十 belongs to the 指事文字 (しじもじ, shijimoji, i.e. set of characters expressing simple abstract concepts). The original idea expressed by the oracle bone script (甲骨文, こうこつぶん, kōkotsubun) forms, as well as some of the kinbun (金文, きんぶん, i.e. “text on metal”) forms, suggest that the shape of 十 was based on the concept of a vertically oblong tool used for calculations (Figures 1 and 2). Please also refer to the etymology of the character 一 (いち, i.e. “one”).
According to the Shuowen Jiezi (說文解字, pinyin: Shūowén Jiězì, i.e. “Explaining Simple [Characters] and Analyzing Compound Characters”) from the 2nd century C.E., compiled by a philologist of the Han dynasty (漢朝, pinyin: Hàn Cháo, 206 B.C. – 220 C.E.), Xu Shen (許慎, pinyin: Xǔ Shèn, ca. 58 C.E. – ca. 147 C.E.), the character 十 was an object used for counting with numbers displayed on its surface.
The very same book also states that the character 十 symbolises the centre of the four directions of the world (i.e. East, West, North, and South). This theory seems to be often cited and used as an explanation of the etymology of 十. However, one must remember that Shuowen Jiezi was written over 1700 years before the discovery of oracle bone script (甲骨文, こうこつぶん, kōkotsubun), thus the theories therein are not always correct. The divinatory (卜文, ぼくぶん, bokubun), and, surprisingly, kinbun (金文, きんぶん, lit. “text on metal”) forms of 十 are all single vertical lines, though some kinbun forms display a swelling towards the the centre of the stroke or a plump dot. None of the kinbun forms has a horizontal line crossing the vertical one. Consequently, the above theory by Xu Shen seems incorrect.
The vertical line that you can see in the modern form of the character 十 is an aesthetically altered fat dot which first appeared in the kinbun script. The same modern form of the character 十 was incorporated to form the characters of multiplications of the number 10. The number 20, for instance, is often written in calligraphy as 廿 (にじゅう, nijū, i.e. “twenty”), and not as 二十 (にじゅう, nijū, i.e. “twenty”).
4. Selected historical forms of 十.
Figure 1. Oracle bone script (甲骨文, こうこつぶん, kōkotsubun) form of 十, Shang dynasty (商朝, pinyin: Shāng Cháo, 1600 B.C. – 1046 B.C.).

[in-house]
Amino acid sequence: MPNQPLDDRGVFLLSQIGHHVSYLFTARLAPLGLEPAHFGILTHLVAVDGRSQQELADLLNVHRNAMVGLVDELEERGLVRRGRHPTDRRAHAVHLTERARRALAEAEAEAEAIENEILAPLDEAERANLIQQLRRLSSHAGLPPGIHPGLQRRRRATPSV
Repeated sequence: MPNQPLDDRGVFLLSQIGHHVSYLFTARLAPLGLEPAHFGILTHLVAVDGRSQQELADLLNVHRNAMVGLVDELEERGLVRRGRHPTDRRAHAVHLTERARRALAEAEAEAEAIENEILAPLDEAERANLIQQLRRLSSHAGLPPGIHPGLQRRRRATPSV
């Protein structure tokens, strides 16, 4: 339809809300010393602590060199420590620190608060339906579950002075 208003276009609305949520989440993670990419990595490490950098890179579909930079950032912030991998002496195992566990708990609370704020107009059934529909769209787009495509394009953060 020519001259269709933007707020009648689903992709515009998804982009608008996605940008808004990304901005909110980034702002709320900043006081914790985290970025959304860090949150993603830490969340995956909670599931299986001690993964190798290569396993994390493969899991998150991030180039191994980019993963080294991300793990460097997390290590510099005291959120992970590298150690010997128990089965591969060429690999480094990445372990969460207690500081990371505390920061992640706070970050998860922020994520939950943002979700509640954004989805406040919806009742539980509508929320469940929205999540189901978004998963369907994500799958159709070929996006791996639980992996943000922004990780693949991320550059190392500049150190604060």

Figure 2. Various kinbun forms (金文, きんぶん, i.e. “text on metal”) of the character 十. The ink rubbings come from different types of vessels of the Zhou dynasty (周朝, pinyin: Zhōu Cháo, 1046 B.C. – 256 B.C.) period, from a memorial washbasin (弔上匜, pinyin: diào shǎng yí), top-left, to a bronze food dish (盂鼎, pinyin: yú d ǐ ng), bottom-right.
Figure 3. Ink rubbing of a beautifully balanced mature clerical script (隷書, れいしょ, reisho) form of the character 十, found on the stele 曹全碑 (pinyin: Cáo quán bēi) from the late Han dynasty (漢朝, pinyin: Hàn Cháo, 206 B.C. – 220 C.E.) period, erected in 185 C.E. Mature clerical script is also known as happun rei (八分隷, はっぷんれい, lit. “eight parts clerical [script]).
Figure 4. Ink rubbing of cursive script (草書, そうしょ, sōsho) form of the character 十 found in the Autobiography (自敘帖, pinyin: Zìxù tiē) attributed to Huai Su (懷素, pinyin: Huái Sù (725 – 785 C.E.) of the Tang Dynasty (唐朝, pinyin: Táng Cháo, 618 – 907 C.E.).
Figure 5. Ink rubbing of the standard script (楷書, かいしょ, kaisho) form of the character 十, from a stele which name could be translated as follows: “Buddhist statue inscription for mourning deaths of Sun Quisheng, Liu Qizu, and others” (孫秋生劉起祖等造像記, pinyin: Sūn Qiūshēng Liú Qǐzǔ děng zàoxiàng jì), erected in 502 C.E. The text is written in the very powerful style characteristic of the Northern Wei dynasty （北魏, pinyin：Bĕi Wèi, 386 – 534 C.E.）, and it is attributed to Xiao Xianqing (蕭顯慶, pinyin: Xiāo Xiǎnqìng, birth and death dates are unclear). This stele is one of twenty calligraphy masterpieces carved into the rock of the famous Longmen Grottoes (龍門洞窟, pinyin: Lóngmén d ò ngkū), a cave in Eastern China.
Figure 6. Light and agile semi-cursive script (行書, ぎょうしょ, gyōsho) of the character 十 from one of the masterpieces by a Confucian scholar, brilliant calligrapher and a highly ranked official of the early Tang dynasty (唐朝, pinyin: Táng Cháo, 618 – 907 C.E.), Yu Shinan (虞世南, pinyin: Yú Shìnán, 558 – 638 C.E.).